I think reports of a Republican crack-up are greatly exaggerated. From The New York Times:
Vote on Syria Sets Up Foreign Policy Clash Between 2 Wings of G.O.P.That's a great hook for a story, but when you read some of the story's quotes, you see that most skeptical Republicans just disagree with the specific approach of the White House, or wish to punish the president, or both. It isn't that they have a categorical distrust of the notion of intervention:
The Congressional vote on whether to strike Syria will offer the best insight yet on which wing of the Republican Party -- the traditional hawks, or a growing bloc of noninterventionists -- has the advantage in the fierce internal debates over foreign policy that have been taking place all year.
Republican divisions on national security have flared over the use of drones, aid to Egypt and the surveillance practices of the National Security Agency, and the tensions have played out publicly in battles between Senator John McCain of Arizona, a former Navy pilot and Vietnam prisoner of war, and Senator Rand Paul of Kentucky, a libertarian-leaning freshman. Mr. McCain memorably called Mr. Paul and his compatriots "wacko birds," and Mr. Paul suggested that hawks like Mr. McCain were "moss covered."
But those intermittent spats could pale in comparison with the fight over whether to attack Syria, an issue on which Mr. McCain, a former Republican presidential candidate, and Mr. Paul, a possible contender in 2016, will almost certainly be the leading spokesmen for their party's two wings.
...even Republicans who are not active supporters of Mr. Paul recognize that the country and their party are susceptible to a come-home-America message at a moment of war weariness and, among conservatives, profound distrust toward Mr. Obama.Even the neocons and other hawks underatand what's really motivating the skeptics:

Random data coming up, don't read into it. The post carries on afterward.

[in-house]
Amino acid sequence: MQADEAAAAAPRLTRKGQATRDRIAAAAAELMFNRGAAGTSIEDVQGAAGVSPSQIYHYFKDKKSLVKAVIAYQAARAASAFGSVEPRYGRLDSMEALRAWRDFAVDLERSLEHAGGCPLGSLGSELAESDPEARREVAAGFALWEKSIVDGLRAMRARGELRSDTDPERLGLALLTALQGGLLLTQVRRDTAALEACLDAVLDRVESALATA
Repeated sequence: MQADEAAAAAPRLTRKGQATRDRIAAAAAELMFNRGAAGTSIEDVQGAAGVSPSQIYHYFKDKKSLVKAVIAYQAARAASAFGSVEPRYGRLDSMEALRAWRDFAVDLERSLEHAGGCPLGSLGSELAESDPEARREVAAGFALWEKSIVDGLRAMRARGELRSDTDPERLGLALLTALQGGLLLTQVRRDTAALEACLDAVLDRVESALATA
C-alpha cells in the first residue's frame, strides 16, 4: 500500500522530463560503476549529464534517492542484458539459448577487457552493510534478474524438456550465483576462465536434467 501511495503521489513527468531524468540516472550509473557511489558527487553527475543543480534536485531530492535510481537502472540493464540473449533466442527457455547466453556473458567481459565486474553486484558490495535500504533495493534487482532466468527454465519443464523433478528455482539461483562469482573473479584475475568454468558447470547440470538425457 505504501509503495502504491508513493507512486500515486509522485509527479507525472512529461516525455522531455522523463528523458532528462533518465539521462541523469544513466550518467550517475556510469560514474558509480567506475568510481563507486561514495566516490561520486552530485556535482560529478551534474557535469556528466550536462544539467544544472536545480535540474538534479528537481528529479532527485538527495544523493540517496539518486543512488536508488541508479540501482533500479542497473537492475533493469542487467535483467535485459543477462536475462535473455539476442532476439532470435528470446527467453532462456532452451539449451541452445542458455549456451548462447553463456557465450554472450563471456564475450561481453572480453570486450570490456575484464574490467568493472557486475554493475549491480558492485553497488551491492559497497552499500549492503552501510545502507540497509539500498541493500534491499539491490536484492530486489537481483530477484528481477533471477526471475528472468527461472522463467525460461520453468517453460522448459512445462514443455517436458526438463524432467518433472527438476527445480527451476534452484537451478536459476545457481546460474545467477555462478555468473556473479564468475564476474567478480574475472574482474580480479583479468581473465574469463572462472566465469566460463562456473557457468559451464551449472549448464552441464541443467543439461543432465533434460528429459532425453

"Americans have become increasingly inured to events thousands of miles away, within a distant and disconnected culture," said a longtime Republican strategist, Alex Castellanos, citing a nation "exhausted by crises." "They know our country is already overextended and doubt leaders who tell them there are 'no good options' but demand we choose one anyway."
As a result, Mr. Castellanos said, "Rand Paul is actually in sync with a crisis-weary America and a fatigued G.O.P."
... Senior House Republican aides said there was little appetite in conservative districts for a strike on Syria, and, as one put it, "the administration doesn't have one red cent of credibility in the bank" with members of Congress.
The hope among these interventionists is that they can make the vote less about enabling a despised Democratic president and more about sending a message not just to Syria but also to a potentially more dangerous nation: Iran.But if the no voters prevail, it's going to be precisely because Republicans don't feel like "enabling a despised Democratic president." It's going to be precisely about "the president versus Congress or him shuffling off responsibility." At the other end, it may be about some hawks thinking the policy isn't hawkish enough.
"Right now, the easy Republican vote looks like the vote against Obama," said Michael Goldfarb, a neoconservative lobbyist and writer....
"We cannot make this about the president versus Congress or him shuffling off responsibility," Mr. Rogers, the Michigan Republican, said Sunday on "State of the Union" on CNN.
The point is, these Republican skeptics aren't purist Paulite anti-interventionists. They're going to do a 180 and support intervention as soon as the war drums are being pounded by President Christie or President Walker or, for that matter, President Paul (who sometimes talks more like a neocon than like a committed isolationist).
So relax, old-school hawks. This isn't about principle. It's purely situational.